The problem, Desmond concludes, is that we make it hard for many low-income Americans to access this support, and, above all, that so much of it is lost to the economic exploitation that is his chief target. And to address this exploitation, he calls for nothing less than an “abolitionist” crusade against poverty: a moral awakening that combats the scourge in ways big and small, through legislation, legal action and union organizing; through our decisions about what we buy, where we live and where we send our kids to school. “Becoming a poverty abolitionist,” he writes, “entails conducting an audit of our lives, personalizing poverty by examining all the ways we are connected to the problem — and to the solution.”
Why should Americans who benefit from the status quo be open to such a reckoning? Because, Desmond argues, we are in a broader sense all being immiserated by poverty. “It’s there in the morning paper, on our commute to work, in our public parks, dragging us down, making even those quite secure in their money feel diminished and depressed,” he writes. “Poverty infringes on American prosperity, making it a barricaded, stingy, frightened kind of affluence.” Some of us even experience an “emotional violence” from “knowing that our abundance causes others’ misery”: “It’s there in that residue of shame and malaise coating our insular lives; that loss of joy, the emptiness; our boring satiation, our guilt and nausea.”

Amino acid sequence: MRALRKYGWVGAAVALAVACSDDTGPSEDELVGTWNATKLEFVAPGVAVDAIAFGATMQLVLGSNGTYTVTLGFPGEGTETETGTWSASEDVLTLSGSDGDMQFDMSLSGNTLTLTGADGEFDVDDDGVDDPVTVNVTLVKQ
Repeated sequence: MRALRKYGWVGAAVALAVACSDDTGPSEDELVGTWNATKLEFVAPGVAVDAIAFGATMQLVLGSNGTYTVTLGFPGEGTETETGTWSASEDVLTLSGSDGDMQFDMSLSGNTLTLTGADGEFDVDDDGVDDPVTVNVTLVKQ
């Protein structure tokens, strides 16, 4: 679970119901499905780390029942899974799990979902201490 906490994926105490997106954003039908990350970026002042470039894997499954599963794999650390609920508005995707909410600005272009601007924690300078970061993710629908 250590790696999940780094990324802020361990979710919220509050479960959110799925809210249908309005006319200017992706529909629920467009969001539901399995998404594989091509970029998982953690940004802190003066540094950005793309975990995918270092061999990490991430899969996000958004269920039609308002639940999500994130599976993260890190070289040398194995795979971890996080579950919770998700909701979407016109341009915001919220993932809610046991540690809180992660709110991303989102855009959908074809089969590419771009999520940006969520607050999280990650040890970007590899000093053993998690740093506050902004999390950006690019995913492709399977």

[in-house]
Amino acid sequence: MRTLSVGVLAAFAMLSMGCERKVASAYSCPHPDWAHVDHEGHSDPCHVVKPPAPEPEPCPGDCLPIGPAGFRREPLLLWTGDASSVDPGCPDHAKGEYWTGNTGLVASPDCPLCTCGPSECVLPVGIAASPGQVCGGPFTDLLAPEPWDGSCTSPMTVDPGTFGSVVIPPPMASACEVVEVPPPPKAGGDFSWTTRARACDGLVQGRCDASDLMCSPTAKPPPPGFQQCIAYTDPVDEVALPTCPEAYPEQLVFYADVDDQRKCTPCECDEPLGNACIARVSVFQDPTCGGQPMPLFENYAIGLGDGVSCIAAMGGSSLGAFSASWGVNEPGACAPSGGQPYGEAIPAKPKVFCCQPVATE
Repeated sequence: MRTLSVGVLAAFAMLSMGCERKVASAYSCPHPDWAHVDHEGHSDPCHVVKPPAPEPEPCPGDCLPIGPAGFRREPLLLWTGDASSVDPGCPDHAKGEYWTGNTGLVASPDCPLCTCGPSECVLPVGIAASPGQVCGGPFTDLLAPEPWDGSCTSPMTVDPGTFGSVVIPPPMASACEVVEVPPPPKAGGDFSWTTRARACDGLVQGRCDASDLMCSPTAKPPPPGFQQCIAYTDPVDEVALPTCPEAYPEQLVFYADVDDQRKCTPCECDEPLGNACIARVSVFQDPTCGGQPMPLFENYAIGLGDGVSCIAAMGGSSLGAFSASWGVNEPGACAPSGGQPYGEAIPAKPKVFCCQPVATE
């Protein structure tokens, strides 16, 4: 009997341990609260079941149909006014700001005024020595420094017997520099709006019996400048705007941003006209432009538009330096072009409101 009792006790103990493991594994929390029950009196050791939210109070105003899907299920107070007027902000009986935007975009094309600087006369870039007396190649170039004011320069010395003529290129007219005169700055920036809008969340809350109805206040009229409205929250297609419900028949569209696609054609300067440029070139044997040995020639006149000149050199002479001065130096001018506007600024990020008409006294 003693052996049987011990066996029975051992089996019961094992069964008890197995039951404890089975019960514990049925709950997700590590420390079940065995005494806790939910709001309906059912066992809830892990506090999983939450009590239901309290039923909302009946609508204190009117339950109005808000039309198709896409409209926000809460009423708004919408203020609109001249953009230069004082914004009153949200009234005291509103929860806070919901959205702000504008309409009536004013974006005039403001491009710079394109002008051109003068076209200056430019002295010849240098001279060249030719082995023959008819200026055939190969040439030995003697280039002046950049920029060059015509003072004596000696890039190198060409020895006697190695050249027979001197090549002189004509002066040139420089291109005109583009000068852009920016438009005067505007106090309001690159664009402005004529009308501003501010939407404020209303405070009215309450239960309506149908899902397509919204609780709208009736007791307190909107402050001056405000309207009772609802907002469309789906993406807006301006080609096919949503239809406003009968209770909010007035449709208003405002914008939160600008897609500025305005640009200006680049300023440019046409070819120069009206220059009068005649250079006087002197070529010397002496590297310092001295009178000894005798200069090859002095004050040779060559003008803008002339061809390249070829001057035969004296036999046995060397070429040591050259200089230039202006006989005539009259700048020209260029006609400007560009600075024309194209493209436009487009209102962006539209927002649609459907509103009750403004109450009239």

Desmond’s case might have been strengthened by a more considered structuring and tone; at moments, the book can feel somewhat dashed off, lacking the deeply rooted heft of “Evicted.” His discussion of reduced life expectancy in struggling communities downplays the role of deadly violence, and he gives overly short shrift to programs that have tried to move low-income families to the suburbs and have demonstrated some success at boosting future income. The book would also have benefited from a direct confrontation with the claim, advanced by the New York Times reporter Jason DeParle and others, that social programs like the earned-income tax credit (which Desmond describes as “solutions to poverty but also stanchions of it”) have actually helped to significantly reduce child poverty.
But these are minor quibbles — a ragged edge is to be expected from a book that amounts to more manifesto than treatise. Desmond is well aware that his righteousness about our shared responsibility for poverty will cause discomfort: “People shift in their chairs, and some respond by trying to quiet you the way mothers try to shush small children in public when they point out something that everyone sees but pretends not to.” His purpose here is to draw attention to what’s plain in front of us — damn the etiquette, and damn the grand abstractions. As he quotes George Orwell: “We could do with a little less talk of ‘capitalist’ and ‘proletarian’ and a little more about the robbers and robbed.”
Alec MacGillis is a reporter at ProPublica and the author of “Fulfillment: America in the Shadow of Amazon.”
POVERTY, BY AMERICA | By Matthew Desmond | 284 pp. | Crown | $28